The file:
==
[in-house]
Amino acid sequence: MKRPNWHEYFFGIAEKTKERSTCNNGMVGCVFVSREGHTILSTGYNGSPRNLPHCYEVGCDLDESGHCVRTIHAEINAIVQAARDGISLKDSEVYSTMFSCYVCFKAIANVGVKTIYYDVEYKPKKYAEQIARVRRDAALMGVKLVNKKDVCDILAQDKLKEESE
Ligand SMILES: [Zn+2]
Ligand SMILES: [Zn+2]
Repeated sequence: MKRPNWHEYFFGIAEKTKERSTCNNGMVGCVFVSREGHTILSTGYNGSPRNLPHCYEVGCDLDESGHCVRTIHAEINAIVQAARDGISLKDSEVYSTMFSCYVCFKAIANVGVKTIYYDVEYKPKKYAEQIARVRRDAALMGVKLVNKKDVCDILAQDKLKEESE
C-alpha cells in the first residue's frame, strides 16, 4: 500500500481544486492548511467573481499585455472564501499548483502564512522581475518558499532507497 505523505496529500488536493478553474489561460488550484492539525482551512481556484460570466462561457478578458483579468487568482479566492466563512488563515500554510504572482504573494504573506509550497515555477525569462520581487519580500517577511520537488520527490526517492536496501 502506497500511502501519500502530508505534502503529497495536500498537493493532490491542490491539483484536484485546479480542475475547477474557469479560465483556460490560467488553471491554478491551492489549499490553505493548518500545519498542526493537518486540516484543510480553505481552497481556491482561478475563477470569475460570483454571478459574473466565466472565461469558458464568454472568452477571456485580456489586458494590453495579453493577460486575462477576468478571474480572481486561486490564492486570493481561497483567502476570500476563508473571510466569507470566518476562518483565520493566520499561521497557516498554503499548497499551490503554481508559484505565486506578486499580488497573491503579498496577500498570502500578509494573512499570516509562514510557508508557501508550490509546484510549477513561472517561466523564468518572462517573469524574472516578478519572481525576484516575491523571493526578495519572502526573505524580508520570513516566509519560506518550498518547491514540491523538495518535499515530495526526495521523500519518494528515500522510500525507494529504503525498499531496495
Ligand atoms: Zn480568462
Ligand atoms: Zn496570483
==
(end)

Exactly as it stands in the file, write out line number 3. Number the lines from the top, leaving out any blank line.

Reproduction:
Ligand SMILES: [Zn+2]